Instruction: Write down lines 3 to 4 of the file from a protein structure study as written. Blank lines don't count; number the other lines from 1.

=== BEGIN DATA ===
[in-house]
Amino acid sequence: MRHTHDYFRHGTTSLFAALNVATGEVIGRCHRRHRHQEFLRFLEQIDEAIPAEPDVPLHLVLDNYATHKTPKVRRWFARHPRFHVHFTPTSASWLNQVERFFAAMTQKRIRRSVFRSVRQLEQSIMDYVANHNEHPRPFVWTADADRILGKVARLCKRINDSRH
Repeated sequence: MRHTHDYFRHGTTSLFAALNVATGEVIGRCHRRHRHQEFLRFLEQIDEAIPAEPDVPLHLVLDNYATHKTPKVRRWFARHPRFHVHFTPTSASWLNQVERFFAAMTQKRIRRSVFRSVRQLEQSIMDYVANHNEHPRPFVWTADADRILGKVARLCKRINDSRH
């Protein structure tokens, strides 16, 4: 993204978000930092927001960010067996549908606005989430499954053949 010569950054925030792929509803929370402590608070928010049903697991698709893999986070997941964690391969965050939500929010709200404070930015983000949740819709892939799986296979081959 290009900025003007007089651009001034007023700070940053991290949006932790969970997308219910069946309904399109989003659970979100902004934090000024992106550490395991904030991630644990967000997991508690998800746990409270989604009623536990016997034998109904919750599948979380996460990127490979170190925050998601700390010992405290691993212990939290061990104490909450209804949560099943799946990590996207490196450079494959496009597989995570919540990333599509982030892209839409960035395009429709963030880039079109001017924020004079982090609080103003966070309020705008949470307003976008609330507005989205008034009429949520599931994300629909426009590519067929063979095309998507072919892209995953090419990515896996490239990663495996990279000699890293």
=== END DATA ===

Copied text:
Repeated sequence: MRHTHDYFRHGTTSLFAALNVATGEVIGRCHRRHRHQEFLRFLEQIDEAIPAEPDVPLHLVLDNYATHKTPKVRRWFARHPRFHVHFTPTSASWLNQVERFFAAMTQKRIRRSVFRSVRQLEQSIMDYVANHNEHPRPFVWTADADRILGKVARLCKRINDSRH
């Protein structure tokens, strides 16, 4: 993204978000930092927001960010067996549908606005989430499954053949 010569950054925030792929509803929370402590608070928010049903697991698709893999986070997941964690391969965050939500929010709200404070930015983000949740819709892939799986296979081959 290009900025003007007089651009001034007023700070940053991290949006932790969970997308219910069946309904399109989003659970979100902004934090000024992106550490395991904030991630644990967000997991508690998800746990409270989604009623536990016997034998109904919750599948979380996460990127490979170190925050998601700390010992405290691993212990939290061990104490909450209804949560099943799946990590996207490196450079494959496009597989995570919540990333599509982030892209839409960035395009429709963030880039079109001017924020004079982090609080103003966070309020705008949470307003976008609330507005989205008034009429949520599931994300629909426009590519067929063979095309998507072919892209995953090419990515896996490239990663495996990279000699890293």